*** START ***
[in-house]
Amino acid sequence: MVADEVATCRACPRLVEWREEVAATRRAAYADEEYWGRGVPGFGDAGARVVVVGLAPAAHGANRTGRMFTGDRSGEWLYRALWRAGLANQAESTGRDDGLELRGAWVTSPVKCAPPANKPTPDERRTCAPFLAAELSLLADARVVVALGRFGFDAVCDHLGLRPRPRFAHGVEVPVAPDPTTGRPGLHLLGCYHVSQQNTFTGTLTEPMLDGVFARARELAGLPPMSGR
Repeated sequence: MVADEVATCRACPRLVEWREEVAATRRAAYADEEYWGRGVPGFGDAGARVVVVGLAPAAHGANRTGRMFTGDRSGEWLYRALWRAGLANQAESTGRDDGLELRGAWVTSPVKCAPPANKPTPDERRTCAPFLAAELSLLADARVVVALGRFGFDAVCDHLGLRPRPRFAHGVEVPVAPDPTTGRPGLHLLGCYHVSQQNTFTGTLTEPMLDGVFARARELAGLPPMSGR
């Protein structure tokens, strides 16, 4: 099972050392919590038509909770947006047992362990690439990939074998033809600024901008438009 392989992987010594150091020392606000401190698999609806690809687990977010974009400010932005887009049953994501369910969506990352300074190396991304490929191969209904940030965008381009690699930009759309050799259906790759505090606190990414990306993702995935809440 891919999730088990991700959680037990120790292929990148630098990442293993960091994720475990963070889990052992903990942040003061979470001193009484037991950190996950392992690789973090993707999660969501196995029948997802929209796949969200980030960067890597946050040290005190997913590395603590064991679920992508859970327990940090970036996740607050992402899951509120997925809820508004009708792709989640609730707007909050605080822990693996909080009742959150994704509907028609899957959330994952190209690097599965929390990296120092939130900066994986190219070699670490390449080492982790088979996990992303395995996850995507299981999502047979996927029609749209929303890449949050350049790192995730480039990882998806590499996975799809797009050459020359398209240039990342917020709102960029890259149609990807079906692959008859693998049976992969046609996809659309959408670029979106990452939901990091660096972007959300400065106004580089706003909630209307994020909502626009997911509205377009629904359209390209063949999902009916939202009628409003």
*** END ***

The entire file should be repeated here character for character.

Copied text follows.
[in-house]
Amino acid sequence: MVADEVATCRACPRLVEWREEVAATRRAAYADEEYWGRGVPGFGDAGARVVVVGLAPAAHGANRTGRMFTGDRSGEWLYRALWRAGLANQAESTGRDDGLELRGAWVTSPVKCAPPANKPTPDERRTCAPFLAAELSLLADARVVVALGRFGFDAVCDHLGLRPRPRFAHGVEVPVAPDPTTGRPGLHLLGCYHVSQQNTFTGTLTEPMLDGVFARARELAGLPPMSGR
Repeated sequence: MVADEVATCRACPRLVEWREEVAATRRAAYADEEYWGRGVPGFGDAGARVVVVGLAPAAHGANRTGRMFTGDRSGEWLYRALWRAGLANQAESTGRDDGLELRGAWVTSPVKCAPPANKPTPDERRTCAPFLAAELSLLADARVVVALGRFGFDAVCDHLGLRPRPRFAHGVEVPVAPDPTTGRPGLHLLGCYHVSQQNTFTGTLTEPMLDGVFARARELAGLPPMSGR
């Protein structure tokens, strides 16, 4: 099972050392919590038509909770947006047992362990690439990939074998033809600024901008438009 392989992987010594150091020392606000401190698999609806690809687990977010974009400010932005887009049953994501369910969506990352300074190396991304490929191969209904940030965008381009690699930009759309050799259906790759505090606190990414990306993702995935809440 891919999730088990991700959680037990120790292929990148630098990442293993960091994720475990963070889990052992903990942040003061979470001193009484037991950190996950392992690789973090993707999660969501196995029948997802929209796949969200980030960067890597946050040290005190997913590395603590064991679920992508859970327990940090970036996740607050992402899951509120997925809820508004009708792709989640609730707007909050605080822990693996909080009742959150994704509907028609899957959330994952190209690097599965929390990296120092939130900066994986190219070699670490390449080492982790088979996990992303395995996850995507299981999502047979996927029609749209929303890449949050350049790192995730480039990882998806590499996975799809797009050459020359398209240039990342917020709102960029890259149609990807079906692959008859693998049976992969046609996809659309959408670029979106990452939901990091660096972007959300400065106004580089706003909630209307994020909502626009997911509205377009629904359209390209063949999902009916939202009628409003």